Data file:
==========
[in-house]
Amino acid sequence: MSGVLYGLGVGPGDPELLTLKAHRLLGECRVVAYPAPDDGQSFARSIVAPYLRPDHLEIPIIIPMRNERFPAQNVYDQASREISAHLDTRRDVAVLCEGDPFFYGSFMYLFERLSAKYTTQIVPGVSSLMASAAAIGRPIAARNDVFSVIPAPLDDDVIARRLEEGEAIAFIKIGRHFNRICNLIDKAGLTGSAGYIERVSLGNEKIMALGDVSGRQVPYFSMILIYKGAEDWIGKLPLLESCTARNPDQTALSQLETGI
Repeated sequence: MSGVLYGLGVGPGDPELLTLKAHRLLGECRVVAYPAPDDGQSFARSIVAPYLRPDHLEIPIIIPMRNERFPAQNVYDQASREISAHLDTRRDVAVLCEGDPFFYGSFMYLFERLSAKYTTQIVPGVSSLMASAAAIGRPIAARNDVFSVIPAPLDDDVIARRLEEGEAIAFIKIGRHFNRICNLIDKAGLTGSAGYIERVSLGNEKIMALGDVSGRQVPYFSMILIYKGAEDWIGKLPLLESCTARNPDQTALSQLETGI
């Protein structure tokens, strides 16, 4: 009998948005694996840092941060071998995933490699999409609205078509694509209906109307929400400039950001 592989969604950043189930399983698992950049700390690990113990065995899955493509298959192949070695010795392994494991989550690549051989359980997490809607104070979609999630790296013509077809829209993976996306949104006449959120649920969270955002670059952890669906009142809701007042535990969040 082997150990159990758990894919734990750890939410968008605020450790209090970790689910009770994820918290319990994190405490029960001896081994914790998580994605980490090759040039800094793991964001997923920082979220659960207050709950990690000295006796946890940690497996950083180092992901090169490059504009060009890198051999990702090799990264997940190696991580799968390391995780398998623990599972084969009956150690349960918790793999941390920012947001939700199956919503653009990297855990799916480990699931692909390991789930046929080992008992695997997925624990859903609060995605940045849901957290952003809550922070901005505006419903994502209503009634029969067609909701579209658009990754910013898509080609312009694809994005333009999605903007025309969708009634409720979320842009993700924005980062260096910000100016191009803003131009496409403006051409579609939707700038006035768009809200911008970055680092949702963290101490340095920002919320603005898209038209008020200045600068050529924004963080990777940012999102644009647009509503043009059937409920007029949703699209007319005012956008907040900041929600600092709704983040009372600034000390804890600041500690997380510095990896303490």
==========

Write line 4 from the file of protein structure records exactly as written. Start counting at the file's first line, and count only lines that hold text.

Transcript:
């Protein structure tokens, strides 16, 4: 009998948005694996840092941060071998995933490699999409609205078509694509209906109307929400400039950001 592989969604950043189930399983698992950049700390690990113990065995899955493509298959192949070695010795392994494991989550690549051989359980997490809607104070979609999630790296013509077809829209993976996306949104006449959120649920969270955002670059952890669906009142809701007042535990969040 082997150990159990758990894919734990750890939410968008605020450790209090970790689910009770994820918290319990994190405490029960001896081994914790998580994605980490090759040039800094793991964001997923920082979220659960207050709950990690000295006796946890940690497996950083180092992901090169490059504009060009890198051999990702090799990264997940190696991580799968390391995780398998623990599972084969009956150690349960918790793999941390920012947001939700199956919503653009990297855990799916480990699931692909390991789930046929080992008992695997997925624990859903609060995605940045849901957290952003809550922070901005505006419903994502209503009634029969067609909701579209658009990754910013898509080609312009694809994005333009999605903007025309969708009634409720979320842009993700924005980062260096910000100016191009803003131009496409403006051409579609939707700038006035768009809200911008970055680092949702963290101490340095920002919320603005898209038209008020200045600068050529924004963080990777940012999102644009647009509503043009059937409920007029949703699209007319005012956008907040900041929600600092709704983040009372600034000390804890600041500690997380510095990896303490």